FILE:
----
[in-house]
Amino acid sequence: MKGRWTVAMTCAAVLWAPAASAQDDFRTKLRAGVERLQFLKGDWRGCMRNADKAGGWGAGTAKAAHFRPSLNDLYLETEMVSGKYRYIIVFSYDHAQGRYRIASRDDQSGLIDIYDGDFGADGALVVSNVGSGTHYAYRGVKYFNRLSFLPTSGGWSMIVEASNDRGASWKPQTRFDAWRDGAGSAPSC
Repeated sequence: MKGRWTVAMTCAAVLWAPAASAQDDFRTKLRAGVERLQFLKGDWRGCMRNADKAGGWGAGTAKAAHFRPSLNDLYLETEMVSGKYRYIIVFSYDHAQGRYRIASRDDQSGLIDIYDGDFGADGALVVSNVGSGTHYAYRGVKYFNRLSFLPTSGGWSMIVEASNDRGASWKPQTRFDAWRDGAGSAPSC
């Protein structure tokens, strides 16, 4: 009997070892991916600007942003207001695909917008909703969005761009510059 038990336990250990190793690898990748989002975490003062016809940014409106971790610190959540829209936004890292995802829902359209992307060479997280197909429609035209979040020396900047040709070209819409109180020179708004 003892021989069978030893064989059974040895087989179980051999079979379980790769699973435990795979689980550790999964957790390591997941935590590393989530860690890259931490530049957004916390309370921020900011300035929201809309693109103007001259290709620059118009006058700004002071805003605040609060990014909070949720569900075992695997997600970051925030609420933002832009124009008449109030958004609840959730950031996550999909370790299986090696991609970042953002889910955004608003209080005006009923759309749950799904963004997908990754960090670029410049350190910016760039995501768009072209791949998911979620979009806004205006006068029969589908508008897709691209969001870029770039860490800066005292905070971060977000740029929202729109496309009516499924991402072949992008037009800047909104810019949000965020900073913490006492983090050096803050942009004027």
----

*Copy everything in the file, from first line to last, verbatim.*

[in-house]
Amino acid sequence: MKGRWTVAMTCAAVLWAPAASAQDDFRTKLRAGVERLQFLKGDWRGCMRNADKAGGWGAGTAKAAHFRPSLNDLYLETEMVSGKYRYIIVFSYDHAQGRYRIASRDDQSGLIDIYDGDFGADGALVVSNVGSGTHYAYRGVKYFNRLSFLPTSGGWSMIVEASNDRGASWKPQTRFDAWRDGAGSAPSC
Repeated sequence: MKGRWTVAMTCAAVLWAPAASAQDDFRTKLRAGVERLQFLKGDWRGCMRNADKAGGWGAGTAKAAHFRPSLNDLYLETEMVSGKYRYIIVFSYDHAQGRYRIASRDDQSGLIDIYDGDFGADGALVVSNVGSGTHYAYRGVKYFNRLSFLPTSGGWSMIVEASNDRGASWKPQTRFDAWRDGAGSAPSC
């Protein structure tokens, strides 16, 4: 009997070892991916600007942003207001695909917008909703969005761009510059 038990336990250990190793690898990748989002975490003062016809940014409106971790610190959540829209936004890292995802829902359209992307060479997280197909429609035209979040020396900047040709070209819409109180020179708004 003892021989069978030893064989059974040895087989179980051999079979379980790769699973435990795979689980550790999964957790390591997941935590590393989530860690890259931490530049957004916390309370921020900011300035929201809309693109103007001259290709620059118009006058700004002071805003605040609060990014909070949720569900075992695997997600970051925030609420933002832009124009008449109030958004609840959730950031996550999909370790299986090696991609970042953002889910955004608003209080005006009923759309749950799904963004997908990754960090670029410049350190910016760039995501768009072209791949998911979620979009806004205006006068029969589908508008897709691209969001870029770039860490800066005292905070971060977000740029929202729109496309009516499924991402072949992008037009800047909104810019949000965020900073913490006492983090050096803050942009004027």